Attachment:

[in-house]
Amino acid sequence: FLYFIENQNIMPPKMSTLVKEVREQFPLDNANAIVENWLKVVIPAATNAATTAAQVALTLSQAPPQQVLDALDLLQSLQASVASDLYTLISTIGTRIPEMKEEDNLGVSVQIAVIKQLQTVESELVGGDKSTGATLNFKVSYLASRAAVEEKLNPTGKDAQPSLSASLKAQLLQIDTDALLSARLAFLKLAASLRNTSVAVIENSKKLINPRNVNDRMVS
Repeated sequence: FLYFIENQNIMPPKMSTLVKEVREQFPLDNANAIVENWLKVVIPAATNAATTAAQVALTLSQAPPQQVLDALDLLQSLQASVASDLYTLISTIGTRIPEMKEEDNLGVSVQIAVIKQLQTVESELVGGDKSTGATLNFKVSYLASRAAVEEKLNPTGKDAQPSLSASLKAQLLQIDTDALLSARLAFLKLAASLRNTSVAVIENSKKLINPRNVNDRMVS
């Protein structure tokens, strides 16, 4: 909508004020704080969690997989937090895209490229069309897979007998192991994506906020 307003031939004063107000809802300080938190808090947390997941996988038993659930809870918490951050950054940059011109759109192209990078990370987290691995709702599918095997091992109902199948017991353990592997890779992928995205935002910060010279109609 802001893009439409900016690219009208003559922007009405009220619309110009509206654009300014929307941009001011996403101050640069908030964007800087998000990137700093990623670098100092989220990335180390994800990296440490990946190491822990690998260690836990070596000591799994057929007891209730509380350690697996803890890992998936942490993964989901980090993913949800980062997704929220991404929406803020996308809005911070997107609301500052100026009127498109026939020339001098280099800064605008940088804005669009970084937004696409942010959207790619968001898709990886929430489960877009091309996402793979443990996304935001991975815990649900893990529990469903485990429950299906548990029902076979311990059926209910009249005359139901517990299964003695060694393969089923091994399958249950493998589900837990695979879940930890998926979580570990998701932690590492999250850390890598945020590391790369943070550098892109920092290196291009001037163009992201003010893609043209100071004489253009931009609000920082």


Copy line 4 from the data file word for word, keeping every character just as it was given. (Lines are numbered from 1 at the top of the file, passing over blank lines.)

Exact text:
């Protein structure tokens, strides 16, 4: 909508004020704080969690997989937090895209490229069309897979007998192991994506906020 307003031939004063107000809802300080938190808090947390997941996988038993659930809870918490951050950054940059011109759109192209990078990370987290691995709702599918095997091992109902199948017991353990592997890779992928995205935002910060010279109609 802001893009439409900016690219009208003559922007009405009220619309110009509206654009300014929307941009001011996403101050640069908030964007800087998000990137700093990623670098100092989220990335180390994800990296440490990946190491822990690998260690836990070596000591799994057929007891209730509380350690697996803890890992998936942490993964989901980090993913949800980062997704929220991404929406803020996308809005911070997107609301500052100026009127498109026939020339001098280099800064605008940088804005669009970084937004696409942010959207790619968001898709990886929430489960877009091309996402793979443990996304935001991975815990649900893990529990469903485990429950299906548990029902076979311990059926209910009249005359139901517990299964003695060694393969089923091994399958249950493998589900837990695979879940930890998926979580570990998701932690590492999250850390890598945020590391790369943070550098892109920092290196291009001037163009992201003010893609043209100071004489253009931009609000920082």